• A while ago, when I was trail running towards the mast on Constantiaberg.
    As I came round a bend, I came across a baboon family sunning themselves. I decided to continue running without looking at them or changing my pace.

    They ignored me and I ignored them, until out of the corner of my eye I noticed that a baby baboon had become interested in me and was coming towards me. Immediately the mother baboon stretched out her long arm, pulled the baby baboon towards her and then gave it a thump on bum before settling him next to her.
    It was a wonderful experience which I remember to this day +- 30 years ago.

    • Baboons are very intelligent and those that have retrieved a copy of the DM from a raid on PnP are amused at both articles. First the personal jibes must be leaving a canine smirk on their faces as they witness the hapless humans slinging barbs at each other. Second they are nodding their heads at the failure or only partial success of all the management techniques. They are planning their next work around. They know that there is no solution except genocide, which I and most suburbanites find unpalatable. What’s left is an an uneasy coexistence. The area where I now live is suburban and coexists with deer, who strip vegetable gardens in a flash, coyotes who dispose of small dogs and cats (song birds give thanks) and on occasion the odd mountain lion and bear. The baboons in CT, vervet monkeys in Kloof, puffadders in Franschhoek and jackals in the Karoo towns are here to stay, we have to adapt. Let me clarify my point about genocide…I wasn’t referring to the baboons.

      One of my saddest moments at Cape Nature in the early 90s was helping with capture of a “rouge” male. Those intelligent eyes bored into us as he was shot.. The ranger who pulled the trigger swore they would never do it again. They were traumatised. We were traumatised. Personal mud slinging aside I agree with Peter Oxford.

    • The problem is the need of humans to encroach on their territory without appreciating that if we want to continue chasing baboons from their naturally habitats, we are de-humanising ourselves. I grew up in Simon’s Town, and baboons (and Penguins) where part of out daily lives. There was no need to shoot them or chase them away, we just existed together. However as people moved into the town and started building up on the mountain, the need to chase baboons away (and fence out penguins), grew exponentially. If wildlife is going to be an issue for you, don’t move into an area where they are prevalent. It is like moving to Cape Town and complaining about the South Easter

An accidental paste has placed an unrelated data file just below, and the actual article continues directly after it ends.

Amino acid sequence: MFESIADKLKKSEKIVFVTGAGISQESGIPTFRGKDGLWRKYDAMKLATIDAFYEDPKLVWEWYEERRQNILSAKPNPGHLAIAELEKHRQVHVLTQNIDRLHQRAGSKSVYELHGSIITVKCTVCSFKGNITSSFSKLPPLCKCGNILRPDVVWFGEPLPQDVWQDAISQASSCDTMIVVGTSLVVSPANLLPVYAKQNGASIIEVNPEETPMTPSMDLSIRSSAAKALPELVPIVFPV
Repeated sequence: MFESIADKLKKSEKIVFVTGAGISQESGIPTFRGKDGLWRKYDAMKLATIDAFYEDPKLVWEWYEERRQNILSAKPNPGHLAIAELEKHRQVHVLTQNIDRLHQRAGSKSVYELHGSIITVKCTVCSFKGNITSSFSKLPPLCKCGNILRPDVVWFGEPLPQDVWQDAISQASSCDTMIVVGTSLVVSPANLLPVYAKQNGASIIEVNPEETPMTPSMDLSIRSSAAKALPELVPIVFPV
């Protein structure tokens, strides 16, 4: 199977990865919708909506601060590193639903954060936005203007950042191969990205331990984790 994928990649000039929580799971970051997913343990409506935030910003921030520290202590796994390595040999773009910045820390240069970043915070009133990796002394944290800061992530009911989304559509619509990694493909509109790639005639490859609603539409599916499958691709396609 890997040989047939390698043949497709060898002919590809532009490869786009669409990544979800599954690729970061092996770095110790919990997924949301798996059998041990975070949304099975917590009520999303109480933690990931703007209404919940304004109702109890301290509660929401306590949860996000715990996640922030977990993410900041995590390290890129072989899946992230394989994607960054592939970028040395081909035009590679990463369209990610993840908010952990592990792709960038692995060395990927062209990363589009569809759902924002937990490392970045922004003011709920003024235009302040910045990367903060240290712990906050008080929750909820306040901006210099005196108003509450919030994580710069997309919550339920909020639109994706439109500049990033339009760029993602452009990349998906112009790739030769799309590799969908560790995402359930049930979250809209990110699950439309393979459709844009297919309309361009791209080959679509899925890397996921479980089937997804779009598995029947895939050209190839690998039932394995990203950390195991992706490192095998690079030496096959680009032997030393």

• I have to contend with baboons on an ongoing basis. On one side a very large mountain nature conservancy where they may roam freely; on the other side my presently immature tree nut orchard. The only thing that has worked effectively thus far, is an electric fence

  • In this current situation of the people vs baboons, the baboons are always going to be the losers. Sadly.
    With HWS having their finger on the trigger, they will always find a way to justify their actions, as will the Overstrand Municipality in their compliance with “awarding” them the contract. I live in Voelklip, Hermanus and that virtual fence???? It doesn’t work. Me thinks maybe we should award the baboons the contract to start managing their human problem. Imagine? Another problem is the lack of environmental knowledge, caring and awareness with OM staff. And lastly, all these municipal workers need to remember who pays their salaries, yes the residents of the town. What will be left for future generations to marvel at in nature and the wild? I wonder if anyone had a discussion about over hunting of the Dodo before it became extinct? As modern day custodians, those tasked with the job have done a poor job.